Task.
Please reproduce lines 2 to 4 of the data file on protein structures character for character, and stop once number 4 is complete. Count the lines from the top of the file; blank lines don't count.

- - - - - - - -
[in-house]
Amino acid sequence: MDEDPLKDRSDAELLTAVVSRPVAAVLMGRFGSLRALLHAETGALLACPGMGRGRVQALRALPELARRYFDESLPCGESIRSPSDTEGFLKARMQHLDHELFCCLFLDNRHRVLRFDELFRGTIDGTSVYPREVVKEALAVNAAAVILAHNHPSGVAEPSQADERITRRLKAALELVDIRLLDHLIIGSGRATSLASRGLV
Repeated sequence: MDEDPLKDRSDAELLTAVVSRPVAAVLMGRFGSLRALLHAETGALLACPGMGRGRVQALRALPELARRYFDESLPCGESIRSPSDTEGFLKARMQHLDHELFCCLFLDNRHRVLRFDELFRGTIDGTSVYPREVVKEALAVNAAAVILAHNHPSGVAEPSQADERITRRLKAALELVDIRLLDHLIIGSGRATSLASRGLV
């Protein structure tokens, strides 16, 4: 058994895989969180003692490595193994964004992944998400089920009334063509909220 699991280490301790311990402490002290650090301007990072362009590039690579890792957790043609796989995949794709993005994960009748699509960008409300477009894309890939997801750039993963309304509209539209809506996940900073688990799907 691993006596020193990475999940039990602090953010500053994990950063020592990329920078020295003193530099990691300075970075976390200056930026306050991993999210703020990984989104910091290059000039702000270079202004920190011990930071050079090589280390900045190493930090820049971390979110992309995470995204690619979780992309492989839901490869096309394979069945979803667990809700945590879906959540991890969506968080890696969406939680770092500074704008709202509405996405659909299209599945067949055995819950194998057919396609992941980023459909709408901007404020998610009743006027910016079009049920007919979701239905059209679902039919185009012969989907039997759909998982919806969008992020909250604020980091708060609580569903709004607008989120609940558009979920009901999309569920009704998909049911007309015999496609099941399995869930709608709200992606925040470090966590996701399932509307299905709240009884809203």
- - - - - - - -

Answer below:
Amino acid sequence: MDEDPLKDRSDAELLTAVVSRPVAAVLMGRFGSLRALLHAETGALLACPGMGRGRVQALRALPELARRYFDESLPCGESIRSPSDTEGFLKARMQHLDHELFCCLFLDNRHRVLRFDELFRGTIDGTSVYPREVVKEALAVNAAAVILAHNHPSGVAEPSQADERITRRLKAALELVDIRLLDHLIIGSGRATSLASRGLV
Repeated sequence: MDEDPLKDRSDAELLTAVVSRPVAAVLMGRFGSLRALLHAETGALLACPGMGRGRVQALRALPELARRYFDESLPCGESIRSPSDTEGFLKARMQHLDHELFCCLFLDNRHRVLRFDELFRGTIDGTSVYPREVVKEALAVNAAAVILAHNHPSGVAEPSQADERITRRLKAALELVDIRLLDHLIIGSGRATSLASRGLV
């Protein structure tokens, strides 16, 4: 058994895989969180003692490595193994964004992944998400089920009334063509909220 699991280490301790311990402490002290650090301007990072362009590039690579890792957790043609796989995949794709993005994960009748699509960008409300477009894309890939997801750039993963309304509209539209809506996940900073688990799907 691993006596020193990475999940039990602090953010500053994990950063020592990329920078020295003193530099990691300075970075976390200056930026306050991993999210703020990984989104910091290059000039702000270079202004920190011990930071050079090589280390900045190493930090820049971390979110992309995470995204690619979780992309492989839901490869096309394979069945979803667990809700945590879906959540991890969506968080890696969406939680770092500074704008709202509405996405659909299209599945067949055995819950194998057919396609992941980023459909709408901007404020998610009743006027910016079009049920007919979701239905059209679902039919185009012969989907039997759909998982919806969008992020909250604020980091708060609580569903709004607008989120609940558009979920009901999309569920009704998909049911007309015999496609099941399995869930709608709200992606925040470090966590996701399932509307299905709240009884809203």